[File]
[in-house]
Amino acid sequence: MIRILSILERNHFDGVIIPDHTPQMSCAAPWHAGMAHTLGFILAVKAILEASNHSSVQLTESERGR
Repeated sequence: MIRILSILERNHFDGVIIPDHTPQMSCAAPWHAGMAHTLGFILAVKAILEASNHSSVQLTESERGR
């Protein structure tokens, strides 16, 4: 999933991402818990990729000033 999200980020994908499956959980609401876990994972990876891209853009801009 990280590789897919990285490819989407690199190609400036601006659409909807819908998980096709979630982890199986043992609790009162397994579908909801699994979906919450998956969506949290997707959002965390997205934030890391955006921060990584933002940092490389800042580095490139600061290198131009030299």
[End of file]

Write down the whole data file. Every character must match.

[in-house]
Amino acid sequence: MIRILSILERNHFDGVIIPDHTPQMSCAAPWHAGMAHTLGFILAVKAILEASNHSSVQLTESERGR
Repeated sequence: MIRILSILERNHFDGVIIPDHTPQMSCAAPWHAGMAHTLGFILAVKAILEASNHSSVQLTESERGR
């Protein structure tokens, strides 16, 4: 999933991402818990990729000033 999200980020994908499956959980609401876990994972990876891209853009801009 990280590789897919990285490819989407690199190609400036601006659409909807819908998980096709979630982890199986043992609790009162397994579908909801699994979906919450998956969506949290997707959002965390997205934030890391955006921060990584933002940092490389800042580095490139600061290198131009030299």